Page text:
What latency feels like on Google’s Stadia cloud gaming platform

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After peppering Google employees with questions regarding Stadia’s latency, pricing and supported devices to mostly no avail, I got my hands on one of their new controllers and pressed play on the Doom 2016 gameplay they were showing off on a big-screen TV.

Things started off pretty ugly. The frame rate dropped to a fast-paced PowerPoint presentation, the resolution dipped between 4K crispness and indecipherable blurriness and latency seemed to be as much as a half-second. As the Google employees looked nervously at each other, someone grabbed the controller from me and restarted the system.

After a system restart, things moved along much, much more smoothly. But what the situation sums up is that when it comes to game-streaming, things can be unpredictable. To give Google credit, they stress-tested their system by running Stadia on hotel WiFi rather than taking me down to Mountain View and letting me play with Stadia under much more controlled conditions.

Stadia is Google’s cloud game-streaming service and while there’s a lot we don’t know the basic tenants are clear. It moves console-level gaming online into your Chrome browser and lets you access it from devices like smartphones that wouldn’t be able to handle the GPU-load initially.

Despite the initial hiccup, my experience with Stadia was largely positive. Doom 2016 was in crisp 4K and I was able to focus on the game without thinking about the service I was playing it on, which is ultimately the best endorsement of a new platform like this.

This will likely be a great service for more casual gamers but might not be the best fit for the most hardcore users playing multi-player titles. While you may be launching this service directly from YouTube feeds of eSports gamers, this is something they probably wouldn’t use. That’s because the latency between input and something being displayed onscreen isn’t imperceptible, though it’s probably good enough for the vast majority of users (myself included) which is still a worthy prize for the company’s efforts to take on the massive gaming market.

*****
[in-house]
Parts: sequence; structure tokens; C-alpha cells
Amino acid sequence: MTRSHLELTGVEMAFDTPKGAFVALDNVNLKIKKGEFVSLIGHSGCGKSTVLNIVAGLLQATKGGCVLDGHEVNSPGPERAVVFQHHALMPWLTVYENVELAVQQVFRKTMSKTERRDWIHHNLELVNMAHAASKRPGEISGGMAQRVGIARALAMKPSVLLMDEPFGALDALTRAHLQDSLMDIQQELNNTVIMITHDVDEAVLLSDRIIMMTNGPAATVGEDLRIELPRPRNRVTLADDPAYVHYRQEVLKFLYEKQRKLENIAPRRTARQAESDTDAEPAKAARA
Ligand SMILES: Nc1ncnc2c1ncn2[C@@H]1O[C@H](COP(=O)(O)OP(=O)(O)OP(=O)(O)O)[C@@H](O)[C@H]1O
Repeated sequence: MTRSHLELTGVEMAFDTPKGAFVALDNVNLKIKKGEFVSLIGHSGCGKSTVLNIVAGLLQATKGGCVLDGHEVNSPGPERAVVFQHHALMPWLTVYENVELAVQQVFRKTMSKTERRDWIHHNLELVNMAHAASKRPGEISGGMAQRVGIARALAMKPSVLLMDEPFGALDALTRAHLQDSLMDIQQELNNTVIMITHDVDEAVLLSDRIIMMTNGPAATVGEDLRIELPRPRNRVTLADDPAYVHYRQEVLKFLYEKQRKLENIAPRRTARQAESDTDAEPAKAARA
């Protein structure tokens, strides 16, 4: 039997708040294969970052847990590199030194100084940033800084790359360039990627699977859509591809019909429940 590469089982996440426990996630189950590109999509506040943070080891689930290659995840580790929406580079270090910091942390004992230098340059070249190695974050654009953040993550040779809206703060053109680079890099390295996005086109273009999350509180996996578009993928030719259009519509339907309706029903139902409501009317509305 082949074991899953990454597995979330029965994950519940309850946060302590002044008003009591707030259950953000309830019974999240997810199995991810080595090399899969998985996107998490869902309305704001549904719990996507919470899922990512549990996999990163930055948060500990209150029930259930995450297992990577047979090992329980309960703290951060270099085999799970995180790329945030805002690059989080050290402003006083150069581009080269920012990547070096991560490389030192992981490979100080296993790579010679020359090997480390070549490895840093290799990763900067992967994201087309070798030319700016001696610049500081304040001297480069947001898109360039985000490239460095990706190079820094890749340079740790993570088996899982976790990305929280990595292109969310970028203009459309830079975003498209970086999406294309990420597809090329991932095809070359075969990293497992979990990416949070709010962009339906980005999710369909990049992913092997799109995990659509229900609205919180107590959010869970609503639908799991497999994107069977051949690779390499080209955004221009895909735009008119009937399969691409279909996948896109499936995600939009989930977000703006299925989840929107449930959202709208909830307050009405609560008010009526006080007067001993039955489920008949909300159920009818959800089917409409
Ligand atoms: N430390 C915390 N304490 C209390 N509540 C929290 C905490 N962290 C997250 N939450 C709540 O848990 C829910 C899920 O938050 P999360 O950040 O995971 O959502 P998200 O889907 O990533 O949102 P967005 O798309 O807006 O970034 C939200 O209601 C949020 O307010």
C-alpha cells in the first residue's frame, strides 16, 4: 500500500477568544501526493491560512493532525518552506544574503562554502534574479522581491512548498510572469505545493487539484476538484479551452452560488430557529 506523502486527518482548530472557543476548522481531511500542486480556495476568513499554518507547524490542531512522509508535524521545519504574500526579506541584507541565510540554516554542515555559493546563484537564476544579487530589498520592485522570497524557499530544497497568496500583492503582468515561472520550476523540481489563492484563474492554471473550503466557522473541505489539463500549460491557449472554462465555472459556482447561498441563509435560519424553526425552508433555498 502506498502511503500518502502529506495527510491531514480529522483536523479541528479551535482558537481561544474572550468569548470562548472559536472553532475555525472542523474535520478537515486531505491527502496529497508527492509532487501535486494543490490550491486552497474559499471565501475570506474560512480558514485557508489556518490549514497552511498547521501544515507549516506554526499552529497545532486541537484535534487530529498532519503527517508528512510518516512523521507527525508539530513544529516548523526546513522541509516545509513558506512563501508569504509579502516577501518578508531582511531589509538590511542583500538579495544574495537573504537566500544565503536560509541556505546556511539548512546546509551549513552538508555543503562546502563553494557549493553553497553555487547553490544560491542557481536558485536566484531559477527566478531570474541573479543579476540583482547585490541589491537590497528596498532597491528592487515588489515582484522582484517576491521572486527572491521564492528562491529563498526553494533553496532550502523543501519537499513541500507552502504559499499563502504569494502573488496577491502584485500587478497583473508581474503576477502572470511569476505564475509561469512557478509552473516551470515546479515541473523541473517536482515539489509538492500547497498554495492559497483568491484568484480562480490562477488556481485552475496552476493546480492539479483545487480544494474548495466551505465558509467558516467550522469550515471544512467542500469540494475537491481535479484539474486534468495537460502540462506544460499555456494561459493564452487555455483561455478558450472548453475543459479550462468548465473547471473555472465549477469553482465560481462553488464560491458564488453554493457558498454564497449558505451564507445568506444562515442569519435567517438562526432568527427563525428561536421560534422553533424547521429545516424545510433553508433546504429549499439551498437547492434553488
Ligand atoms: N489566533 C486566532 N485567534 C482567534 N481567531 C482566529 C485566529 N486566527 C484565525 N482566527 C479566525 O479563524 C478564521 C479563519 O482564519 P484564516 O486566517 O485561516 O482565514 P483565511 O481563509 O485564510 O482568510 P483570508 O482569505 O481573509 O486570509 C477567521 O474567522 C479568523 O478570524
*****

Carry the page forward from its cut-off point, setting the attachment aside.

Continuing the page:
Google Stadia VP Phil Harrison wouldn’t give me a proper range of where exactly latency fell, but he did say it was less than the time it took for a human to perceive something and react — which another Google employee then told me differed person-to-person but was generally 70ms-130ms — so I suppose the most official number we’ll get is that the latency is probably somewhere less than 70ms.

There is no hard truth here though because latency will really depend on your geographic proximity to the datacenter. Being in San Francisco, I connected to a data center roughly 50 miles away in San Jose. Google confirmed to me that not all rural users in supported countries will be able to sign-up for the service at launch because of this.

Other interesting things to note:

  • Google said they’d confirm devices later, but when asked about iOS support at launch they highlighted that they were focused on Pixel devices at launch.
  • It doesn’t sound like you’ll be able to restore purchases of games you’ve previously gotten, you’ll unsurprisingly have to buy all of your Stadia titles on the platform.
  • You’ll be able to access games from YouTube streams, but there will also be an online hub for all your content and you can access games via links.
  • The controller was nice and probably felt most similar to the design of Sony’s DualShock controller.

We’ll probably be hearing a lot more at Google I/O this summer, but with my first hands-on demo, the service certainly works and it certainly feels console-quality. The big freaking question is how Google prices this, because that pricing is going to determine whether it’s a service for casual gamers or hardcore gamers, and that will determine whether it’s a success.

Update: We were playing a level from Doom 2016, not Doom Eternal

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